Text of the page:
A construction punch list, is a list of things that do not conform to contract specifications near project completion. Also known as a snag list, it defines everything that needs addressing before final sign off and occupancy of the building.
As every contractor knows, construction projects can be difficult to manage. They can involve multiple stakeholders, risk assessments, O&M manuals plus lots of other project documentation. If any detail is missing it can delay the project completion with the knock on effect of costing the contractor both time and money, not to mention the threat of legal action. This is why staying organized at every stage is critical to the success of any project.
When it comes to a punch list, it can be minor repairs to things like finishes and finishing off tiles; installing anything that is still outstanding such as an air conditioning system and cleaning the building ready for use. A punch list includes any final changes to the scope of the project made at the last minute and even warranties or other paperwork that needs chasing up.
The punch or snag list in an integral part of the construction contract. It is a control mechanism to meet the quality standards of the project plans and client’s expectations. There may be penalties if there is something the client is not happy about or the work does not meet satisfactory standards.
Creating an accurate punch list keeps everyone happy. It gives everyone a clear understanding of what work there is to do and timelines for completion. It is also an opportunity for the client to bring up any other concerns. The requirements for a punch list are set out during construction project planning.
It is the responsibility of everyone involved with the project to ensure the punch gets completed on time.
A client has to take responsibility for making sure punch list gets completed. Clients need to make themselves available at this stage of the project. Be prepared to walk through the building making note of any issues or anything you want to question with the contractor. Do ask the contractor and tradespeople questions. It is too late once they sign off and handover the building.
This is a client’s last chance to ensure everyone understands their expectations at the end of the project.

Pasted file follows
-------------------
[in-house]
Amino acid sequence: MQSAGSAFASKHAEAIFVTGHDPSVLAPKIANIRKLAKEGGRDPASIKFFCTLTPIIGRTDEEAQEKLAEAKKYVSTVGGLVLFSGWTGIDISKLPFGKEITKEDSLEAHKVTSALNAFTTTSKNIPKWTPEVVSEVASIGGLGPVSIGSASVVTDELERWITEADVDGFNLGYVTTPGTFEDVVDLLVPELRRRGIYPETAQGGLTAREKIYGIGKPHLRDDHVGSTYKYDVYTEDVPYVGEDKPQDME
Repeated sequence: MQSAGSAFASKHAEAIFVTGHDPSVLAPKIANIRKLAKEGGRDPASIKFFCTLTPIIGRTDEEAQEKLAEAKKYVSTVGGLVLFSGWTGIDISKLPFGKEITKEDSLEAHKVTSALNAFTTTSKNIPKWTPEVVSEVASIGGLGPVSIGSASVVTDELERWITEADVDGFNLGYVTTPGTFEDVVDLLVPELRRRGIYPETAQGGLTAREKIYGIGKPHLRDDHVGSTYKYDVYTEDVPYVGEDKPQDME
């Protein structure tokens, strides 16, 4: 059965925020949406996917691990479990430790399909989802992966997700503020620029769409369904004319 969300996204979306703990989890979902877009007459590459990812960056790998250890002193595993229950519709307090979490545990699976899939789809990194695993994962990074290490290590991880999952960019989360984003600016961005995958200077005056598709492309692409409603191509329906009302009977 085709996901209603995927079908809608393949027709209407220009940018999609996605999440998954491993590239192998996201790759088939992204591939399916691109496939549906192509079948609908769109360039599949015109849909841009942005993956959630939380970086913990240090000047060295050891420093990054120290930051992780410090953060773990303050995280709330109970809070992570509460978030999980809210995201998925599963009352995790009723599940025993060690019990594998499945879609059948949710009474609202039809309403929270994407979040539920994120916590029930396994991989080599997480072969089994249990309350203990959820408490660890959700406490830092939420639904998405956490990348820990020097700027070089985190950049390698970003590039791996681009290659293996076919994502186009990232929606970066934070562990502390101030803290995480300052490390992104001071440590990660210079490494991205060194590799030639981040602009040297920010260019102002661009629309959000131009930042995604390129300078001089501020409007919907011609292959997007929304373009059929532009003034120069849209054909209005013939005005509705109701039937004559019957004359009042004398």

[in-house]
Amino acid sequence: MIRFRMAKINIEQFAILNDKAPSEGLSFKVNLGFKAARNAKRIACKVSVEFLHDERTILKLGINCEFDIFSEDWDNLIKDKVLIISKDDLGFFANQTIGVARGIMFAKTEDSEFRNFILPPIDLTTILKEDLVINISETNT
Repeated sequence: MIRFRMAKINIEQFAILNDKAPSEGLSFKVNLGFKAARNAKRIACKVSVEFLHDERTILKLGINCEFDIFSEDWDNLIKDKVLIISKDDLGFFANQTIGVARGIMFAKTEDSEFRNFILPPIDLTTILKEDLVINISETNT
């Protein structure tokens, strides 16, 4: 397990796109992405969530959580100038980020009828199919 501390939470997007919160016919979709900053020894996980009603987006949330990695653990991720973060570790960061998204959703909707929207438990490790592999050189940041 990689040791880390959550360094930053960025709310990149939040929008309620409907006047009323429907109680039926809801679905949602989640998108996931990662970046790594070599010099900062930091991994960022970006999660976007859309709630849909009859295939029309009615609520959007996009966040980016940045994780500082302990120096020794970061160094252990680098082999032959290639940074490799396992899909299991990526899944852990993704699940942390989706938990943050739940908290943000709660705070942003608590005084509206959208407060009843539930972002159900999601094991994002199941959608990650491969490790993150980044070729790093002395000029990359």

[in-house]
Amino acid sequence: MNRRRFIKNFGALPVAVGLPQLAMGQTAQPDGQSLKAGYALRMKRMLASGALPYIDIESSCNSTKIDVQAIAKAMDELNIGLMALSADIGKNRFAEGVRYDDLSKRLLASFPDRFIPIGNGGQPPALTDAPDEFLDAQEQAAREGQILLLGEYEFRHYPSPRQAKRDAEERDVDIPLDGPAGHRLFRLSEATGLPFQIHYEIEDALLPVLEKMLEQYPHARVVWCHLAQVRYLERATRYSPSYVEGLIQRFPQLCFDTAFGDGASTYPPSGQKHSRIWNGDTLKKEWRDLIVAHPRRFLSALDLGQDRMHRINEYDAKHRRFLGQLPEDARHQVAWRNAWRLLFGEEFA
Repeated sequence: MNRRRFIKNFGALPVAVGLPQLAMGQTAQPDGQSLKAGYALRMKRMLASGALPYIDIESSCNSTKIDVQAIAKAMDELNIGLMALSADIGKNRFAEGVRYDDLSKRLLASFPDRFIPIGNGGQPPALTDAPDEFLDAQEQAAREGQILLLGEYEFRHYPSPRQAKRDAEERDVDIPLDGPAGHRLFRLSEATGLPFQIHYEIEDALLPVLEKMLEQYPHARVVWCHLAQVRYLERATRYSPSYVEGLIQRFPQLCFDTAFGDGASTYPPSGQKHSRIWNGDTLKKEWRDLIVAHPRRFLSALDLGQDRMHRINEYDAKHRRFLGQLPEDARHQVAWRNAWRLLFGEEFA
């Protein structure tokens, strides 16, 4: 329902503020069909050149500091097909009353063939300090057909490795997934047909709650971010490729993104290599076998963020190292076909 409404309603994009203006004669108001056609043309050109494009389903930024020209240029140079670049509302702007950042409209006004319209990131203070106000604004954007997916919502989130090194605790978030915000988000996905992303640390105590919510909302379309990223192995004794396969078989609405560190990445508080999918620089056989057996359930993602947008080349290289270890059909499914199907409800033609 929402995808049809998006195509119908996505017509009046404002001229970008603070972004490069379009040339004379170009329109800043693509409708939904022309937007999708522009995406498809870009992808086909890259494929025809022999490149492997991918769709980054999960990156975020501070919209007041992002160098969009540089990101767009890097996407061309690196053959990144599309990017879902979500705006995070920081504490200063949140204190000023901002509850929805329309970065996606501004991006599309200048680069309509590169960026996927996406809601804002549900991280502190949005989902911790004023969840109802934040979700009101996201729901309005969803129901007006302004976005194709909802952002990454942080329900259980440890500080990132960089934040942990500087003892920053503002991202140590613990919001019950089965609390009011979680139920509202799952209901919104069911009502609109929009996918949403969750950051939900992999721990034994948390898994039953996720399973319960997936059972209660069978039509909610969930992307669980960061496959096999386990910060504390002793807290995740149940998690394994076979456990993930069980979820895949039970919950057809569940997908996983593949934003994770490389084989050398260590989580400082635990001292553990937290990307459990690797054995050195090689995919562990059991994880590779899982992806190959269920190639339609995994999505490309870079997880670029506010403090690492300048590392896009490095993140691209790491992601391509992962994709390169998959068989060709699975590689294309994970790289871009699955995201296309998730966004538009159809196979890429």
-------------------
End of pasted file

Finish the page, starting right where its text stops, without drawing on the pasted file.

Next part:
It is the general contractor’s responsibility to take the client through the building and discuss the items on the punch list. They will also listen to the client’s concerns and help work through them. The contractor can also use this meeting to show off their work and standard of the finishes on the building. A good contractor will have already picked up all the things that need doing and put them on the punch list. This is the time to let the client know what will happen to address the issues.
It is up to the subcontractor to follow up and get the work on the punch list completed to a high standard. The point of the punch list is that it gives the expectation that all the work will be completed to a high standard and quickly.
Where things come up at the end of the project changing the scope of the project, the subcontractor needs to provide a quote and new timeline. It is important that subcontractors communicate and follow up and through on what they promise at all times.
Architects can attend a punch list walk through to check what was in their plans is what was actually built. It is their responsibility to highlight anything that is not within the project plans and specifications. However, some changes may be requested by the client and not added to the plans. The architect should accept this. Architects should take this opportunity to talk with the client. Find out how the final building meets their needs and expectations.
The punch list is a critical step in the construction process. Task and Project Tracking means there are few surprises when you get to the end of the project. These are the last tasks to complete the building for final handover to the new owners.